Just a quick thought about deflationary economics, pricing signals, and BitCoin stock markets.
If you own an asset (let’s say shares in a publicly traded company, for the sake of simplicity) and its price goes down, there could be several reasons – perhaps the company isn’t doing so well, or the overall market (or market segment) is moving downwards, or the currency of the country that the company is in is moving relative to your currency. Typically you can figure out the reason though, and make some assumptions about what to do about it (i.e. sell, hold, or double down).
There’s an issue with recognizing these kinds of signals in an extremely deflationary environment though, and it might have implications for some new markets that trade shares in companies that are denominated in BitCoins.
There are currently nearly 12 million BTC in existence, and the total that will ever be created is capped at 21 million. Looking at existing markets, the total value of available shares is likely well over 1 million BTC already (although only a fraction of those shares trade on any given day). It would be easy for the total value to exceed the total number of BTC that are actually available, particularly if we include futures contracts on those shares. All it would take is for one of the existing companies that are traded on those markets to have a successful quarter, and for their share price to rise rapidly.
The problem is that the available BitCoins that can be used to make purchases is limited (but highly, highly subdivisible). So if the volume of trade increases, the available BTC to make those trades becomes more limited over time. This generally will drive prices down (and conversely the value of a single BTC up). This doesn’t matter too much when it comes to buying, say, a book online. The vendor would simply price the item in BTC based on a conversion into their own currency, so the value of the item in fiat currency remains the same.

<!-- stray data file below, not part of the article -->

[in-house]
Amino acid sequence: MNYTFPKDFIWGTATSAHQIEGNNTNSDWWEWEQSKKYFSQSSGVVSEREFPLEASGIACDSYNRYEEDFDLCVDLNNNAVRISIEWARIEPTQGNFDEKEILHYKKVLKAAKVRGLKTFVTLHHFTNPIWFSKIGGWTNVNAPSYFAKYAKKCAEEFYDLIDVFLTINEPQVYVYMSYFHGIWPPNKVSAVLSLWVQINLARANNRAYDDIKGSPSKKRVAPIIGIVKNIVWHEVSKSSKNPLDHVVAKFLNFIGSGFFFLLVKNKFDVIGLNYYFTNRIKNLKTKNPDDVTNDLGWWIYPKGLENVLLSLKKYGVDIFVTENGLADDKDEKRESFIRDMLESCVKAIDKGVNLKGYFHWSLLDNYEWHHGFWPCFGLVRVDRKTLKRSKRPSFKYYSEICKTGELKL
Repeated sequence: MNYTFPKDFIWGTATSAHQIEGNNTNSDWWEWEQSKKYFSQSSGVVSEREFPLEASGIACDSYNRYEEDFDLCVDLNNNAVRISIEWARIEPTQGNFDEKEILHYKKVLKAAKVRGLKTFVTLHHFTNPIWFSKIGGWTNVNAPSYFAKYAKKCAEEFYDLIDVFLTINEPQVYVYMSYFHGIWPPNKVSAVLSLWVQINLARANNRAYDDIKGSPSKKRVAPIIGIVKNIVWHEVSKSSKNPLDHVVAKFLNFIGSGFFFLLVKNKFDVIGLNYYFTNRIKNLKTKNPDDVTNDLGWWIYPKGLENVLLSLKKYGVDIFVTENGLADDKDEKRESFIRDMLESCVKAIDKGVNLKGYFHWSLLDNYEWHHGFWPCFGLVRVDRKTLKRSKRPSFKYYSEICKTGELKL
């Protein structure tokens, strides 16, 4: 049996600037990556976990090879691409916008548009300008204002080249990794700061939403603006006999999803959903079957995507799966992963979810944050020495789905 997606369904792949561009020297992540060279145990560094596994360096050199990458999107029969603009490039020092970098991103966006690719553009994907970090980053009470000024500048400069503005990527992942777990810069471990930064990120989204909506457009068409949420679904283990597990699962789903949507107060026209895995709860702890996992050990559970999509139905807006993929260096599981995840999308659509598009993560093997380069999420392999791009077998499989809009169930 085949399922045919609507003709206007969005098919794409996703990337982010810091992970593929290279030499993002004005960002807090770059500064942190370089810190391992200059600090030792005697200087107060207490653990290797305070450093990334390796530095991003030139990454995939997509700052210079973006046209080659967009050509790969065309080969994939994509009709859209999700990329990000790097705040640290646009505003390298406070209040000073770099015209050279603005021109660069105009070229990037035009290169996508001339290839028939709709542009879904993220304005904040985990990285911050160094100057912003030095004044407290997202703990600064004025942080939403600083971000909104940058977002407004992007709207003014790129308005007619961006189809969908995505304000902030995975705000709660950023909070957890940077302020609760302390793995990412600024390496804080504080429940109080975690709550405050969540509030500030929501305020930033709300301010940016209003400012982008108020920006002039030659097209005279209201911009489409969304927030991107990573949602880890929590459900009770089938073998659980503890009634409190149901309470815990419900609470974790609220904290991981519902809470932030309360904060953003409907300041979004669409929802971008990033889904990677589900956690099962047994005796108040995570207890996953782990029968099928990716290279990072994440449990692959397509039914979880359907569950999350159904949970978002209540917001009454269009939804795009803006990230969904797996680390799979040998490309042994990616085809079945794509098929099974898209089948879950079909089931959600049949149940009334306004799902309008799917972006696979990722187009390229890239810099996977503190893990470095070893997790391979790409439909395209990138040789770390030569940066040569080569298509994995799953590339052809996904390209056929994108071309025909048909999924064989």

The problem arises with assets that are denominated in BTC, but which are held for lengthy periods of time. Let’s say you buy one share in company BTCco for one BTC, when a single BTC is valued at $100 USD. If the value of a BTC goes up to $200 BTC, all things being equal the share will go down in value to 0.5 BTC. If you’d just left your BitCoins sitting in your wallet though, you’d still have one BTC.
To make things worse, it makes it extremely hard to tell why the price of a given asset is going down. Is it due to deflation, or is it due to a problem in the underlying asset? The signal gets completely confused.
This didn’t matter so much when these markets were tiny hobby websites, but some of them now have significant trading volume. Whenever I see orders for tens of thousands of dollars worth of BTC-denominated assets fly by, I wonder if the people making those trades understand the underlying risk.